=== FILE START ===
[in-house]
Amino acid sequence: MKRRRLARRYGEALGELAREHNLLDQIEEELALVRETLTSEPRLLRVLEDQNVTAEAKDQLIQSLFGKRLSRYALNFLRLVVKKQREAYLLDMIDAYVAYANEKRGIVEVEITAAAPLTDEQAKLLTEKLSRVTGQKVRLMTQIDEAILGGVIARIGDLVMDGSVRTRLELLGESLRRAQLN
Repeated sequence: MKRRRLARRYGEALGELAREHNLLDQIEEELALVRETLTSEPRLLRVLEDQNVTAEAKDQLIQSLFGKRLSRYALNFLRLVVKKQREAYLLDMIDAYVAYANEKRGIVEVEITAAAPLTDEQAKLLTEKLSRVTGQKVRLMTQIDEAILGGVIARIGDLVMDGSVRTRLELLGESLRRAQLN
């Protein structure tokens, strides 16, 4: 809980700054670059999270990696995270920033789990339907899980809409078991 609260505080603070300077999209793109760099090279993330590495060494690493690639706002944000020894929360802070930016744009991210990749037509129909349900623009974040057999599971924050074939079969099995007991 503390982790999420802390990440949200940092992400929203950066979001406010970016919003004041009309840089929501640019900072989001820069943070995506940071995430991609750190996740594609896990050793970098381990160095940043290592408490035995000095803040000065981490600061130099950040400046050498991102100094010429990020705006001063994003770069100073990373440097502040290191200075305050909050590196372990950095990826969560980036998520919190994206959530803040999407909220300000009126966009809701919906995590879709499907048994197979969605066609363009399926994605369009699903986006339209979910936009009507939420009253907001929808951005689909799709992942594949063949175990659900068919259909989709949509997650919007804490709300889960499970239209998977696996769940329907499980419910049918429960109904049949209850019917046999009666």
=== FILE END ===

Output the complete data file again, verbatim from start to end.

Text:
[in-house]
Amino acid sequence: MKRRRLARRYGEALGELAREHNLLDQIEEELALVRETLTSEPRLLRVLEDQNVTAEAKDQLIQSLFGKRLSRYALNFLRLVVKKQREAYLLDMIDAYVAYANEKRGIVEVEITAAAPLTDEQAKLLTEKLSRVTGQKVRLMTQIDEAILGGVIARIGDLVMDGSVRTRLELLGESLRRAQLN
Repeated sequence: MKRRRLARRYGEALGELAREHNLLDQIEEELALVRETLTSEPRLLRVLEDQNVTAEAKDQLIQSLFGKRLSRYALNFLRLVVKKQREAYLLDMIDAYVAYANEKRGIVEVEITAAAPLTDEQAKLLTEKLSRVTGQKVRLMTQIDEAILGGVIARIGDLVMDGSVRTRLELLGESLRRAQLN
């Protein structure tokens, strides 16, 4: 809980700054670059999270990696995270920033789990339907899980809409078991 609260505080603070300077999209793109760099090279993330590495060494690493690639706002944000020894929360802070930016744009991210990749037509129909349900623009974040057999599971924050074939079969099995007991 503390982790999420802390990440949200940092992400929203950066979001406010970016919003004041009309840089929501640019900072989001820069943070995506940071995430991609750190996740594609896990050793970098381990160095940043290592408490035995000095803040000065981490600061130099950040400046050498991102100094010429990020705006001063994003770069100073990373440097502040290191200075305050909050590196372990950095990826969560980036998520919190994206959530803040999407909220300000009126966009809701919906995590879709499907048994197979969605066609363009399926994605369009699903986006339209979910936009009507939420009253907001929808951005689909799709992942594949063949175990659900068919259909989709949509997650919007804490709300889960499970239209998977696996769940329907499980419910049918429960109904049949209850019917046999009666």